Maico Maicoletta

 

 

 

Make Model

Maico Maicoletta

Year

1954-66

Engine

Single cylinder, two stroke, SOHC

Capacity

174 cc / 10.6 cub in.

247 cc / 15.1 cub in.

277 cc / 16.9 cub in.

Bore x Stroke

174 cc: 61 x 59.5 mm

247 cc: 67 x 70.0 mm

277 cc: 71 x 70.0 mm

Cooling System

Air cooling

Oil/Fuel Mixture

1:24

Exhaust

Single

Fuel System

Bing carburetor

Starting

Bosch 6 volt pendulum electric starter

Max Power

174 cc: N/A

247 cc: 10.4 kW / 14.0 hp @ 5100 rpm

277 cc: 12.1 kW / 16.2 hp @ 5100 rpm

Clutch

Wet, cable operated

Transmission 

4-Speed with heel-and-toe shifter pedal

Final Drive

Chain

Frame

Tubular steel with pressed steel body panels

Front Suspension

Telescopic fork, steering damper

Rear Suspension

Swingarm with coil springs and dampers

Front Brakes

Drum, 6.5 in

Rear Brakes

Drum, 5 or 6 in.

Wheels

Steel

Front Tyre

3.25 - 3.5 x 14 in.

Rear Tyre

14 in.

Dimensions

Length:  2100 mm / 81 in.

Width:     640 mm / 25 in.

Height:     970 mm / 38 in.

Seat Height

740 mm / 29 in.

Wet Weight

146 kg / 322 lbs

Fuel Capacity 

11.9 L / 3.1 US gal

Average Consumption 

4.0 L/100 km / 25 km/l / 59 mpg

Top Speed

247 cc: 109 km/h / 68 mph

Colours

Candy red, Blue/silver,  Black/Silver, Brown/beige

Source

Wikipedia

The Maicoletta was introduced in 1955. It used components based on those used in Maico's conventional motorcycles, including the engine, transmission, and front forks. It was built to compete in the German scooter market of the 1950s. Maico had earlier introduced an enclosed motorcycle with superior weather protection for the rider, the Maico Mobil, that was marketed as a "two-wheeled car" with interchangeable wheels and a spare wheel mounted into the barrel shaped bodywork behind the number plate and rear lamp. The Maicoletta used the fourteen-inch wheels, gear ratio indicator, and headlights from the Mobil.

When the Maicoletta was first exported to the United Kingdom, it was one of the heaviest and most expensive scooters sold there. It gained a reputation in the U.K. as a high-quality, heavy, powerful, scooter capable of being ridden in comfort over long distances. The brakes were noted at the time by Motor Cycling and Scooter Weekly for being powerful and progressive in that the braking force increased with increased effort against the braking controls. The optional 277 cc engine was considered particularly useful with a sidecar combination, as was the steering damper.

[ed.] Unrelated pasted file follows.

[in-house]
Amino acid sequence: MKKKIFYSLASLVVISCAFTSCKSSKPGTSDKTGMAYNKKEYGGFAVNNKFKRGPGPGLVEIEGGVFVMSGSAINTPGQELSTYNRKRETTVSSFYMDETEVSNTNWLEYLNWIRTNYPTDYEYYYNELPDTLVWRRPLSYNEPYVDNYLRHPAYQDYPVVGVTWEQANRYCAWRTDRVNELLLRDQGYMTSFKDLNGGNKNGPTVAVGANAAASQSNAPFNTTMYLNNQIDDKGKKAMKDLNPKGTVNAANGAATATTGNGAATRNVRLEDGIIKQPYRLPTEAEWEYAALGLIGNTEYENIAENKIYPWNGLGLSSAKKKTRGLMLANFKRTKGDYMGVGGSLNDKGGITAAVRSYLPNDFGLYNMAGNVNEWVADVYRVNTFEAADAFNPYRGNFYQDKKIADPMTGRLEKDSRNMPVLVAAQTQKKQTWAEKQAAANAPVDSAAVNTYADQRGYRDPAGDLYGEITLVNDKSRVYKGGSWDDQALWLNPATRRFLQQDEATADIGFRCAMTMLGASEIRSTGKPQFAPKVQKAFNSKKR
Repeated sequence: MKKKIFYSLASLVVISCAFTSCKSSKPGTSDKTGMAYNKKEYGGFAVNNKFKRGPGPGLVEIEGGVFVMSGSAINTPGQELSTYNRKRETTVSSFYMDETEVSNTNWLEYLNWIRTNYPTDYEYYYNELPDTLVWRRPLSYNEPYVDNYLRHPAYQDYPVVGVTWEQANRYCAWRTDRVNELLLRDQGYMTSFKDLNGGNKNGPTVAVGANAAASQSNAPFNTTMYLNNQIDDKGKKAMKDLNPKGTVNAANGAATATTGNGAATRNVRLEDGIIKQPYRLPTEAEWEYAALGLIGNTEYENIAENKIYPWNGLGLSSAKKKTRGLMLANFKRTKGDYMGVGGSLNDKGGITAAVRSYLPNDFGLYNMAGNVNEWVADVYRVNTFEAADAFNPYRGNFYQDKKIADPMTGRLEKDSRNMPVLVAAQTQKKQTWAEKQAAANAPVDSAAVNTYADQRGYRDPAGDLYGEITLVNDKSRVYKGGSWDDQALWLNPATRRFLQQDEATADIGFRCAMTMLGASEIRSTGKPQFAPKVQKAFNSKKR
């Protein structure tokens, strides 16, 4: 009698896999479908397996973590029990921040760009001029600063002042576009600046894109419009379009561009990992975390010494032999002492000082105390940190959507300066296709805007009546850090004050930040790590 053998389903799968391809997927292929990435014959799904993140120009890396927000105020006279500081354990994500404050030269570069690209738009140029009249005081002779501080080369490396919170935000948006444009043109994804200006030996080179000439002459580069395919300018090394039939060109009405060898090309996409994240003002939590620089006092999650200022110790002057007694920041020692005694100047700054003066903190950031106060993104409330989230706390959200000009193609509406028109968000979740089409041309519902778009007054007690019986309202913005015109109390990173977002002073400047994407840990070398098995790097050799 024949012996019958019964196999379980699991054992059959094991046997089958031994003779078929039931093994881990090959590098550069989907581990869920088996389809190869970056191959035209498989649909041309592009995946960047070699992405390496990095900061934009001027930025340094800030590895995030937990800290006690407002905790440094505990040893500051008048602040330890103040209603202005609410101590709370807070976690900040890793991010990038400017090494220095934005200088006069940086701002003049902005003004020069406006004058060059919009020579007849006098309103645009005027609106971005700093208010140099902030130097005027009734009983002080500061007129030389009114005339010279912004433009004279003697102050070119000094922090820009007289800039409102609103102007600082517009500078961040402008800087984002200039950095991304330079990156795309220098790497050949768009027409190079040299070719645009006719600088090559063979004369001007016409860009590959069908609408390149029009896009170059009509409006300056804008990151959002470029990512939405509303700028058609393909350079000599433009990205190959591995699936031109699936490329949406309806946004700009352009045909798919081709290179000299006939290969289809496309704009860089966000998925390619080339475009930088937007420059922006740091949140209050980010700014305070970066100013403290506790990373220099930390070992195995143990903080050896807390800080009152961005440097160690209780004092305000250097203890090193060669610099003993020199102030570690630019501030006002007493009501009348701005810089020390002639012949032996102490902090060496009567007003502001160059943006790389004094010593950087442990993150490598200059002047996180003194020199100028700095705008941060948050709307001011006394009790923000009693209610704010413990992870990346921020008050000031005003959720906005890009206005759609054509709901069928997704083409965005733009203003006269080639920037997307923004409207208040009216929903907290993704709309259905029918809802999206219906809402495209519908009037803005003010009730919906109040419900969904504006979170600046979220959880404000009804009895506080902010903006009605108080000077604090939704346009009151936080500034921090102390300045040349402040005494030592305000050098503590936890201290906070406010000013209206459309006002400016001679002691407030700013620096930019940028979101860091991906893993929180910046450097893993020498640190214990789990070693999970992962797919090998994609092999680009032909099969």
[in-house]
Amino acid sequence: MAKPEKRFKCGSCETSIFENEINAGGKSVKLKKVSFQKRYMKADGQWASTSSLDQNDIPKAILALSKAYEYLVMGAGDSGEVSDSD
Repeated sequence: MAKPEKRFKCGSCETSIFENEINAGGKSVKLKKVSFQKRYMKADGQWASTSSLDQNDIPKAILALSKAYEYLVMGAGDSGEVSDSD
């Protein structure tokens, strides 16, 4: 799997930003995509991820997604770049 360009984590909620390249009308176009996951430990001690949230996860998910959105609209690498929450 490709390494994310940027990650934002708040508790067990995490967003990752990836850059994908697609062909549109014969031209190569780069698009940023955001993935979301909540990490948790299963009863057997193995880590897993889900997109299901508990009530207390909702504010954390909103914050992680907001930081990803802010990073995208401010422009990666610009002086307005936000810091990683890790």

Maico stopped offering the 174 cc and 277 cc engine options in 1962 and ended production of the Maicoletta in 1966. Demand for Maicolettas in the U.K. was such that the importer used its inventory of spare parts to build new Maicolettas to special order until late 1967.

The Maicoletta had a tubular steel frame with pressed steel body panels. Front suspension was with a telescopic fork with coil springs, hydraulic damping, and a steering damper. Rear suspension was with a swingarm with dual coil springs and twin hydraulic dampers. The wheels were 14 inches in diameter and had a width between 3.25 inches and 3.5 inches. Drum brakes were used front and rear. The front drums were 6.5 inches in diameter, while the rear brake was either 6 inches or 5 inches in diameter.
Drivetrain

The Maicoletta had a fan-cooled single-cylinder piston port two-stroke engine, originally of either 174 cc or 247 cc. A 277 cc engine became available in 1957. The transmission had four ratios and was controlled by a heel-and-toe pedal. The engine and transmission were mounted on the frame and drove the rear wheel through an enclosed drive chain.

The Maicoletta used a Bosch 6 volt 'pendulum' electric starter system. When activated, instead of rotating the crankshaft, the starter used the generator coils on the shaft to rock it back and forth under the control of cams on the crankshaft. These cams closed contacts in the starter to trigger a reversing switch in the control box that changed the crankshaft direction at the end of each swing. This gives the impression of the crankshaft continually bouncing back and forwards against compression, when operated. A separate set of ignition points fired the spark plug in the forward direction only, and when this fires the mixture in the cylinder the engine starts to rotate normally, the starter is released and the normal ignition system takes over. This system was possible due to the piston port induction system of the two-stroke engine.

 

 

The advantage of this system is that the starter does not have to force the crankshaft to turn over against compression, so less power is required from the 6 volt system. Its disadvantage is the unusually large number of contacts, which can be difficult to adjust. The reversing switch contacts tend to wear out with extended use and can be very difficult to service or to have serviced, hence the scooter's reputation for requiring roll starts later in life. The Maicoletta did not have a kick starter.

The Maicoletta was noted for being large and comfortable, with an exceptionally large and commodious dual seat and room for the rider and passenger to move around and avoid fatigue.

The Maicoletta had a dashboard with a speedometer and an eight-day clock. A gear ratio indicator was incorporated in the speedometer.

The drivetrain was covered by the rear bodywork, which could be removed as a unit by loosening one bolt and unplugging the lead to the taillight. Access to the fuel cap and the spark plug was also available by unlocking and lifting the hinged seat, and an access panel on the left side allowed access to the carburettor.

One ergonomic concern was the considerable effort required to mount the Maicoletta on its centre stand. This made it difficult for small riders or riders of slight build to park the scooter. Another concern was the cold-start lever, which was positioned below the glove box and was not readily visible.